Hitachi, a sprawling conglomerate of 900 group firms, has been trying to narrow its focus to give it a better chance of competing globally with more profitable rivals such as Germany's Siemens and General Electric Co .
Over the next three years Hitachi will allocate about 70 percent of its 1.4 trillion yen ($15.4 billion) budget for capital spending and strategic investments to its social innovation segment, it said.
This includes a group of businesses such as power plants, smart grids, cloud computing, batteries and railway systems.
Hitachi will look to mergers and acquisitions to bolster these operations, President Hiroaki Nakanishi said, in a sign the company is becoming more aggressive toward expansion after years of cost-cutting.
We are clearly stating that we will be changing to offence from defense, Nakanishi told a news conference. Sales growth is not everything, but profit growth won't come without an increase in sales.
Hitachi said it would aim for an operating profit margin of more than 5 percent in the financial year to March 2013 on sales of 10.5 trillion yen. That would produce a profit of at least 525 billion yen, up from 202 billion yen in the year just ended.
The profit target seems conservative, said Yukihiko Shimada, a senior analyst at Mitsubishi UFJ Morgan Stanley Securities. Unless something really goes wrong, this profit figure is reachable.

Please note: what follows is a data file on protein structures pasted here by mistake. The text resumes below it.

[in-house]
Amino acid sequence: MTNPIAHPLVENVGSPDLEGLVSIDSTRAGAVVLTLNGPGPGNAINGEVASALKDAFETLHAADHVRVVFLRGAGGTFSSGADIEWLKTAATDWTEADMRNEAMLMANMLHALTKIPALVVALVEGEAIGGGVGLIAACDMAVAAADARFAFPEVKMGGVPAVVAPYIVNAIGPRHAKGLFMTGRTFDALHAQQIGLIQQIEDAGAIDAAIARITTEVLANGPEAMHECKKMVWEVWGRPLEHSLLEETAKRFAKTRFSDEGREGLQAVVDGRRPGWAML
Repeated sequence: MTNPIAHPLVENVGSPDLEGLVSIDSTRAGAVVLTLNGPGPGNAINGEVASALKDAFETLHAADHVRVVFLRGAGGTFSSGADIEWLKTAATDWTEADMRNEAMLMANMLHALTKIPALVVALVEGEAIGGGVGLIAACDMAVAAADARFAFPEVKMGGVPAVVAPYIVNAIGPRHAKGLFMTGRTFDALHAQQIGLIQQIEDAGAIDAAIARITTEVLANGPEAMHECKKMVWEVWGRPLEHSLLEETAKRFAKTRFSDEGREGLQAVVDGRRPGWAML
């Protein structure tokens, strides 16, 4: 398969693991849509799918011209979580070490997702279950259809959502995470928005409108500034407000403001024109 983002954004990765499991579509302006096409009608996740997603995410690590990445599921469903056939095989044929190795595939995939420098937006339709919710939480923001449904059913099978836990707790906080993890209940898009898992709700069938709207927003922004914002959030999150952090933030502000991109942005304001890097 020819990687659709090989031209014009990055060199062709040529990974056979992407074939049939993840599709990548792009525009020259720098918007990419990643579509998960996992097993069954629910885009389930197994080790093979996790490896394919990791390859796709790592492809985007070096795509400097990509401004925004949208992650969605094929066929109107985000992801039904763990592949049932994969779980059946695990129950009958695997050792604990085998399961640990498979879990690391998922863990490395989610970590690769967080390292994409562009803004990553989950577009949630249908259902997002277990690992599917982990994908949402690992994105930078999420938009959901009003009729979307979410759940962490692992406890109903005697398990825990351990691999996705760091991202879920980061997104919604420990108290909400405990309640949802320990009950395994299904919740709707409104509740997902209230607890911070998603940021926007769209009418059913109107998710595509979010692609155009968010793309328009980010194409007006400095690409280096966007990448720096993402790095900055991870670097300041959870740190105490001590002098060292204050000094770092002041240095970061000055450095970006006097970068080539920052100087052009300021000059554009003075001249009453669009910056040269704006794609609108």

Average predictions from six analysts see Hitachi achieving an operating profit of 469 billion yen for the year to March 2013.
Hitachi aims to boost the ratio of sales generated in overseas markets to more than half the total, up from 41 percent in the year ended in March 2010, as it makes a push into emerging markets.
Nakanishi attributed Hitachi's lower profitability than global rivals to its reliance on its domestic business and past quality problems.
Hitachi also aims to lower its debt-to-equity ratio to 0.8 times or below, from 1.04 times at the end of last financial year.
Hitachi shares were up 0.5 percent in late Monday trade in a steady broader market <.N225>.
($1=91.05 Yen) (Reporting by Sachi Izumi; Editing by Michael Watson)